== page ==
Because he saw the sense in their petition, and because the deer could speak, the king was moved to grant their request. So each of the deer kings, on alternate days, sent the king a deer. Now one day it happened that it was the turn of a pregnant doe in Devadatta’s herd to go sacrifice herself to the king. Her fawn was heavy in her belly and would probably be born in a day or so. So she pleaded with the deer king Devadatta, “Can you send someone in my place today, and then after the fawn is born I will go to the king and sacrifice myself?”

Devadatta replied, “Impossible. It is your turn, and you must go. There is no politeness in this matter. You don’t want to die. Who does? Not one of the deer want to go to their death. You want to live a few more days now that it has come around to your turn, but that is impossible.”

The pregnant doe’s eyes brimmed with tears and she went to talk to the deer king who was to become Shakyamuni Buddha. Although she didn’t belong to his herd, she went to plead with him and ask if he could work out a temporary exchange so she could live a few more days until her fawn was born. As he considered her request, Shakyamuni Buddha realized that not one of his 500 deer would want to go in her place. However, the Buddha said to her, “Fine. You stay in my herd; you don’t need to go.” Then the deer king Shakyamuni Buddha went himself to be sacrificed in her place.

The king asked him, “What are you doing here? Have all your deer been eaten? Is your herd all gone? Why have you come?. And since he could talk, the deer king Shakyamuni Buddha said, “King, you haven’t eaten all our deer; on the contrary, we are prospering. Day by day our herds are increasing. You only eat one deer a day, and in one day our does give birth to many fawns.”

The king said, “Then why have you come yourself?”

Shakyamuni Buddha explained, “There is a pregnant doe whose fawn will be born in a day or so. It was her turn to come today, but since she wanted to wait until she had given birth to her fawn before she came to let the king eat her, she came to me and pleaded to have someone sent in her place. I thought over her request and realized that none of the deer in the herd would want to die before they had to, so I came myself to substitute for her.”

When the king heard that, he was profoundly moved, and he said, “From now on, don’t send any more deer to the palace.” Then he spoke a verse:

You are a deer with a human head.
I am a person with a deer’s head.
From this day forward,
I will not eat the flesh of living beings.

He said, “Although you have the head of a deer, you are a human being and although I have the head of a human being, I am a deer.” And then he vowed never to eat the flesh of living beings again. Because of that, the deer population in the park increased significantly; and the park was called the Deer Wilds Park. It was also named the Park of the Immortals because the “wind and water,” the geomantic lay of the land and its location, were particularly fine, and many immortals came there to cultivate the Way. So when Shakyamuni Buddha became a Buddha, he went first to the Deer Wilds Park to convert the five bhikshus.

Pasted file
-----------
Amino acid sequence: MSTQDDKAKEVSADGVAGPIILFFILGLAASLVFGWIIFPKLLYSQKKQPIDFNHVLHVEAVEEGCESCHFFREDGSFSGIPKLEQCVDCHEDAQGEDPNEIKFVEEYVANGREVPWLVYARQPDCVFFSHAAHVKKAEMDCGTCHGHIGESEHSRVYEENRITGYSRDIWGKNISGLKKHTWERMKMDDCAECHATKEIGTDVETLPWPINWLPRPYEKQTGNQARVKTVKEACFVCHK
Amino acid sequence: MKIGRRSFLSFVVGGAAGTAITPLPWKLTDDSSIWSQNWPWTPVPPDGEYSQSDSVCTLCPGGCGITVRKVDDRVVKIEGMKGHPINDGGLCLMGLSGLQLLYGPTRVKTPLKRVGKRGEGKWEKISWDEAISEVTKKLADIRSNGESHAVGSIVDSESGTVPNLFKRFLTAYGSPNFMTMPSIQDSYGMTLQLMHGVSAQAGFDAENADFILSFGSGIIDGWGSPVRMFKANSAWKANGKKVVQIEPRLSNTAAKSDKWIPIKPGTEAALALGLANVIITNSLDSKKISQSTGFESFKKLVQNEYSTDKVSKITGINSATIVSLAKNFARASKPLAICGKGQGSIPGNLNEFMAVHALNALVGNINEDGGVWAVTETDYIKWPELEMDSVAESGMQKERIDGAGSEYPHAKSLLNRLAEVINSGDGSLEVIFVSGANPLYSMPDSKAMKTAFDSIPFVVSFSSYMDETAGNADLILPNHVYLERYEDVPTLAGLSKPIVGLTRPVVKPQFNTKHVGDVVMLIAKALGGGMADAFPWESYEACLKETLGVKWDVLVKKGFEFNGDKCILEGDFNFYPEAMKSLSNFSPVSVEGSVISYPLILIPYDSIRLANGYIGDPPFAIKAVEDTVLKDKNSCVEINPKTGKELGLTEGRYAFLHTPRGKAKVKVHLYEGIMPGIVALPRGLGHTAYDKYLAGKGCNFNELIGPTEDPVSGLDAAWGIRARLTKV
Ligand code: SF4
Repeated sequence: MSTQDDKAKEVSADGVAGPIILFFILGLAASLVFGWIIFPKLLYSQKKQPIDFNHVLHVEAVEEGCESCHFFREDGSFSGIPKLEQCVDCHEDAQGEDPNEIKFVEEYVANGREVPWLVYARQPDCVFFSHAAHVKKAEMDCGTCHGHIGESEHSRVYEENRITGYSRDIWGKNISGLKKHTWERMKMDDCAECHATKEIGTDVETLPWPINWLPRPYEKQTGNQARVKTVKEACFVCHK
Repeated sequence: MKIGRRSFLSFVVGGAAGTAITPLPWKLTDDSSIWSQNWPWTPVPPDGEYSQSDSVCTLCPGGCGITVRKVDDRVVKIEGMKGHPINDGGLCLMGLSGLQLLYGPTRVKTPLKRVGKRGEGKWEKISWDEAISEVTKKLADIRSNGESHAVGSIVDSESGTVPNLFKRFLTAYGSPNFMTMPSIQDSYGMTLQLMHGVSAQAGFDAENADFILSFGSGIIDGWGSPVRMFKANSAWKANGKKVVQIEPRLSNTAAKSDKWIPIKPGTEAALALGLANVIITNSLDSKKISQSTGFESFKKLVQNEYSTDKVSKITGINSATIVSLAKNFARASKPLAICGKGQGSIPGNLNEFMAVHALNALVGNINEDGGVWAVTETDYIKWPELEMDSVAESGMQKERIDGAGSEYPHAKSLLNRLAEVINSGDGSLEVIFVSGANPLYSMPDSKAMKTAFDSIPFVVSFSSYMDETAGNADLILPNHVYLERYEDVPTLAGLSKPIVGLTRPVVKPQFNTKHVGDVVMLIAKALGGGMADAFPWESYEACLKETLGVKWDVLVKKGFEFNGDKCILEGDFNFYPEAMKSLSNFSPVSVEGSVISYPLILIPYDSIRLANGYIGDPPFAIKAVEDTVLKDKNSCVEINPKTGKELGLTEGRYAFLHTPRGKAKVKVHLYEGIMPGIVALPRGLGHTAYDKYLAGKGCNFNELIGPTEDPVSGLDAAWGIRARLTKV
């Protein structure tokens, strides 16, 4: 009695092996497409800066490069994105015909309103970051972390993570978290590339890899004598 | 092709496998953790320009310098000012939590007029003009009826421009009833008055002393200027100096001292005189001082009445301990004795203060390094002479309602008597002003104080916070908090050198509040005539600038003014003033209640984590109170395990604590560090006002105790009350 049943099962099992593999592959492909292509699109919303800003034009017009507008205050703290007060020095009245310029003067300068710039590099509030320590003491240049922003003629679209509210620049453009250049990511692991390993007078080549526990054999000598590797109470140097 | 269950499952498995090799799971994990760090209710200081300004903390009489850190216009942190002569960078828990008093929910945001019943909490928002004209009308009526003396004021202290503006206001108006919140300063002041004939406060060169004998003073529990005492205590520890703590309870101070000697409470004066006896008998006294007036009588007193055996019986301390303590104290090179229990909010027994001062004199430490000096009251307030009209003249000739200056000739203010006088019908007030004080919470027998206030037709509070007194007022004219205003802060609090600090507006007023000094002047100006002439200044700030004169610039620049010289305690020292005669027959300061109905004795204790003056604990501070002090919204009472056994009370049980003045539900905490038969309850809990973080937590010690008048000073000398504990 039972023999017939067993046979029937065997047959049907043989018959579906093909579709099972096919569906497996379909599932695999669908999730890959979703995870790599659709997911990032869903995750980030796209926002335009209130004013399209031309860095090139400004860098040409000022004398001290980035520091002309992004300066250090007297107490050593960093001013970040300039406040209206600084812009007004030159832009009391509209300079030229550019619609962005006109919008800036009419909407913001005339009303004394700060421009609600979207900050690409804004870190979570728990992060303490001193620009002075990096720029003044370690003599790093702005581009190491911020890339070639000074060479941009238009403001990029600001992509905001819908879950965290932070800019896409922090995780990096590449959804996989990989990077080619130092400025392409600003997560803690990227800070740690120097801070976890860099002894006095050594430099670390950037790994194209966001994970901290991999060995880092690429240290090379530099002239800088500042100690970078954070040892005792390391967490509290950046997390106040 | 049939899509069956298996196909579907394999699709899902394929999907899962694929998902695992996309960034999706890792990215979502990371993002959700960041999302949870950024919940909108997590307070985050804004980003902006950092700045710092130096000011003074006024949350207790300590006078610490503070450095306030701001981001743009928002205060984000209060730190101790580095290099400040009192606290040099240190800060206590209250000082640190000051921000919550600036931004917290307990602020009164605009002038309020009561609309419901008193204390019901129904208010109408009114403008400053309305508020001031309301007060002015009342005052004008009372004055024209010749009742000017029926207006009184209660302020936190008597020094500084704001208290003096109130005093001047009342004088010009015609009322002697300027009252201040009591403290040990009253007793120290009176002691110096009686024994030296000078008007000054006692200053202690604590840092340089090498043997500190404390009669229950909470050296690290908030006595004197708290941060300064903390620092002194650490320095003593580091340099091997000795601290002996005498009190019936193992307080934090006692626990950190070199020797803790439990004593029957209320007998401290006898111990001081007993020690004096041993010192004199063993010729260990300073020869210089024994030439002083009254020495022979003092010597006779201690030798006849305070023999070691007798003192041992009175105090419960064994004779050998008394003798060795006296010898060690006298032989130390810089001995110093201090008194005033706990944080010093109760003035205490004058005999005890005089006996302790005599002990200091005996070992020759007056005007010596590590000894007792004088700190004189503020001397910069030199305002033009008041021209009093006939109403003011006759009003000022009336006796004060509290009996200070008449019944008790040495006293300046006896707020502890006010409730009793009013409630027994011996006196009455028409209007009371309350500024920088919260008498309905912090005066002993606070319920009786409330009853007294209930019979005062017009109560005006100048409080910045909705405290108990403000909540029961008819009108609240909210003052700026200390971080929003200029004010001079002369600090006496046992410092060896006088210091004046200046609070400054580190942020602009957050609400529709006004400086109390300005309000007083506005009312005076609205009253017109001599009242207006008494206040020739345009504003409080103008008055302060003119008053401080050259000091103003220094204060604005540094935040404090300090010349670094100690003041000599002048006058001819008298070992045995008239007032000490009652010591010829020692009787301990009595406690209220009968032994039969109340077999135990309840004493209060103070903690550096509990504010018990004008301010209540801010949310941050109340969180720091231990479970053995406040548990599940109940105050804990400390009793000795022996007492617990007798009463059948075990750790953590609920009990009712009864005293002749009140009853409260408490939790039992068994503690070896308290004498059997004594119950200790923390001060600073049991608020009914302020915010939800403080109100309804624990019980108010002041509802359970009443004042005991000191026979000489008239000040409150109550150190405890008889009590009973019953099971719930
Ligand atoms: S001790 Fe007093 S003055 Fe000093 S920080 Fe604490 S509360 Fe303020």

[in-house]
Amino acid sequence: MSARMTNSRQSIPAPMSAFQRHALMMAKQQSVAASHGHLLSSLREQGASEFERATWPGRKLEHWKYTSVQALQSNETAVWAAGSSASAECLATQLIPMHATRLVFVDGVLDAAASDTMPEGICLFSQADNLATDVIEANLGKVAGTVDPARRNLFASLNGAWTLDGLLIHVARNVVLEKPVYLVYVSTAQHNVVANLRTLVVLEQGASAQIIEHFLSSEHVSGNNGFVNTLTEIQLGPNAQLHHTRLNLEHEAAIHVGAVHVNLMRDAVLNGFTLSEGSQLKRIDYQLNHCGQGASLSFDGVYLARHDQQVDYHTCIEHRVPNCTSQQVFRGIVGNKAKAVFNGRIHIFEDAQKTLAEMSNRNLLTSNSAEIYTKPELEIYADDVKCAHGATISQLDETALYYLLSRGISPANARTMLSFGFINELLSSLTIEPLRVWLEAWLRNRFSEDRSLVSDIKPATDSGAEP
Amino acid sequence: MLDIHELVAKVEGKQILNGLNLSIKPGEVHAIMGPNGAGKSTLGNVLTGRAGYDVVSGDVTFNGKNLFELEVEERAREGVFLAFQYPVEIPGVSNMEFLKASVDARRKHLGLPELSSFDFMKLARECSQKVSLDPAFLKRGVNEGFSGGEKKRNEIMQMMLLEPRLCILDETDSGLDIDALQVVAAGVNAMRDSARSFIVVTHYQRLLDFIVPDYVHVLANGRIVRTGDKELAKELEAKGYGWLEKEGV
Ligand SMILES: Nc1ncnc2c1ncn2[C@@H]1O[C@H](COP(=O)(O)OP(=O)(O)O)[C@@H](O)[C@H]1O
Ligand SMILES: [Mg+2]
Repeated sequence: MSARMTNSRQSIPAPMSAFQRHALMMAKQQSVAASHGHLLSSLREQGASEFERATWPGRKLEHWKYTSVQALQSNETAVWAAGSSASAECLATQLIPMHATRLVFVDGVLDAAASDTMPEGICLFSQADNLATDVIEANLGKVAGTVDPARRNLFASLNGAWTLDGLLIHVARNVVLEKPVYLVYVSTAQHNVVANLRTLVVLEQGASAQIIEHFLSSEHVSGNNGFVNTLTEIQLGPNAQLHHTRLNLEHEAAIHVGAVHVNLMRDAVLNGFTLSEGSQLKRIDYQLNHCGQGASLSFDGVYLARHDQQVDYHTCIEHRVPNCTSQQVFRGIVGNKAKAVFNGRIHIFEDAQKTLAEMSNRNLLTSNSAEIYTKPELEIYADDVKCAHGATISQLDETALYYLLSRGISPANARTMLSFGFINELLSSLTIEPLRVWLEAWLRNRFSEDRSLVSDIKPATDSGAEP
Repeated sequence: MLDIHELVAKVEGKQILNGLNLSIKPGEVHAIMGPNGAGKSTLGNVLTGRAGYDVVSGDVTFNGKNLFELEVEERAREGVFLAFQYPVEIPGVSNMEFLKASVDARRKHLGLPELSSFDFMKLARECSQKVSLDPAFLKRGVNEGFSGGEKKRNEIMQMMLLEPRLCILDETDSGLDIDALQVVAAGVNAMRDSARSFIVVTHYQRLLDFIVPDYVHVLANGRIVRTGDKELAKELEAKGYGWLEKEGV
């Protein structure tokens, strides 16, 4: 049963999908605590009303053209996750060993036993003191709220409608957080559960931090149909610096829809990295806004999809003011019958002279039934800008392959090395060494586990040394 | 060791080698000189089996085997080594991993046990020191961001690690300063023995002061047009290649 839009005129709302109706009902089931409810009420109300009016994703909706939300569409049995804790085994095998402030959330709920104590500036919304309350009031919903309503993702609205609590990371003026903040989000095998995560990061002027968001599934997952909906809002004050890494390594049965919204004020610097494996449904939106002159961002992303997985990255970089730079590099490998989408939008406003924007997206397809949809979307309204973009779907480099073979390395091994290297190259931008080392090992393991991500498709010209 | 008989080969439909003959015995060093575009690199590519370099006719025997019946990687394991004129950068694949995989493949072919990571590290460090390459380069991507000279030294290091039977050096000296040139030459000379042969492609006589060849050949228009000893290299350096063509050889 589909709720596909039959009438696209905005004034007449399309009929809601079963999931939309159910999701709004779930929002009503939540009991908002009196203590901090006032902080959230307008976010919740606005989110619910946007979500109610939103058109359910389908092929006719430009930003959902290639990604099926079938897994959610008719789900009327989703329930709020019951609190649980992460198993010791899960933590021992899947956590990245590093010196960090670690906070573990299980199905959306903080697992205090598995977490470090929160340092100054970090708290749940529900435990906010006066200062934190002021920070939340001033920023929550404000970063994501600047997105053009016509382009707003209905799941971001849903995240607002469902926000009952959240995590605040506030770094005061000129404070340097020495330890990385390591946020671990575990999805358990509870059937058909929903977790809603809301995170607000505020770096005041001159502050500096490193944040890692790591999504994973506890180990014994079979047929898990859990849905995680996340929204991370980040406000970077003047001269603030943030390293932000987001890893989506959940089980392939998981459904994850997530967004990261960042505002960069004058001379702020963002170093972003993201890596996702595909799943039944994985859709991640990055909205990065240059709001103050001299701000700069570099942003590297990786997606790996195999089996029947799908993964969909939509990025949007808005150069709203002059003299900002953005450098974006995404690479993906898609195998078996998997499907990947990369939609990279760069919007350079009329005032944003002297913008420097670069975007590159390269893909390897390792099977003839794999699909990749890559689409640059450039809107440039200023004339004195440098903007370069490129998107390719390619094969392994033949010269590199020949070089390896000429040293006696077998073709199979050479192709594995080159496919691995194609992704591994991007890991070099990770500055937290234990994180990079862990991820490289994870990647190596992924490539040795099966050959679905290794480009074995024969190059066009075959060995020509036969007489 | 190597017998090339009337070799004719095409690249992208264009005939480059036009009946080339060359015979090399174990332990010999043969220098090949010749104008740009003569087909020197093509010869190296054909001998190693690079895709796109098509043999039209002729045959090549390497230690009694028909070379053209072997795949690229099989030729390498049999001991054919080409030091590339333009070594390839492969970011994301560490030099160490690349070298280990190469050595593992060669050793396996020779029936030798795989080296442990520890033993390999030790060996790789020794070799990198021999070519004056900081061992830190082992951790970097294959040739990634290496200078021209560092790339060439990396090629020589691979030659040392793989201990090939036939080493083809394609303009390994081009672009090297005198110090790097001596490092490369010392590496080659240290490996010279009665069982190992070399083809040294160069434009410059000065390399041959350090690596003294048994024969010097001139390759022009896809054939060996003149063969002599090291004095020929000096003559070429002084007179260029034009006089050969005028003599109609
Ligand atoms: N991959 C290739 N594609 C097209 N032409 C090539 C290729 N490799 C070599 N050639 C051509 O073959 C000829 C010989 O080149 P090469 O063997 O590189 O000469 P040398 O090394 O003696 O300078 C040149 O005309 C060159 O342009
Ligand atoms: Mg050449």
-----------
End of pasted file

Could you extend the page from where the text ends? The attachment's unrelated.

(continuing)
And for the sake of Ajnatakaundinya and all five of the bhikshus. Three of the five bhikshus were relatives of the Buddha’s father and two were relatives of the Buddha’s mother. When the Buddha first left the palace to leave the home-life and cultivate the Way in the Himalayas, his parents had sent these relatives along after him to try to convince him to return. At that time the five bhikshus were not bhikshus, but high officials, and although they exhorted the Buddha to return, he would not. The five of them couldn’t go back and face the king, the Buddha’s father, without having accomplished their mission, so they stayed with the Buddha instead and accompanied him in cultivating the Way.

Of the three who were his father’s relatives, one was called Ashvajit - the name means “horse victory”; one was called Bhadrika - the name means “little worthy”; and the other was called Mahanama Kulika. The two on the mother’s side were Ajnatakaundinya and Dashabala Kashyapa, “drinker of light”, so named because he was a fire worshipper. The five stayed with the Buddha and cultivated ascetic practices, but eventually it became so bitter that three of them couldn’t take it and left. They backed out. The other two continued to cultivate with the Buddha. At that time the Buddha was eating only one grain of rice and one sesame seed a day, and he became so emaciated that he was nothing but skin and bones. Then one day a goddess brought him some milk gruel as an offering. He drank the gruel, and his body began to fill out again. The two who were cultivating with him got upset when they saw this, and they said, “How can someone who cultivates the Way drink milk gruel?” and so they left too. There was Shakyamuni Buddha in the midst of bitter cultivation and the five people his father and mother had sent to be with him all left him, three because they couldn’t take the suffering, and two because they saw the Buddha enjoying his blessings. The Buddha remained alone to cultivate. After he had cultivated there for six years, he went to sit under the Bodhi tree, and on the eighth day of the twelfth month he saw a star appear and became enlightened. “At night he saw a bright star and awakened to the Way.” After his enlightenment, he looked into the matter of who he should convert first, and saw that it was Ajnatakaundinya, one of the five bhikshus, who in a past life had been the king of Kalinga and had cut the Buddha’s body limb from limb. In that life the Buddha had vowed that when he became a Buddha the first one he would save would be the king of Kalinga. That is why when Shakyamuni Buddha became enlightened he went first to the Deer Park and converted the five bhikshus.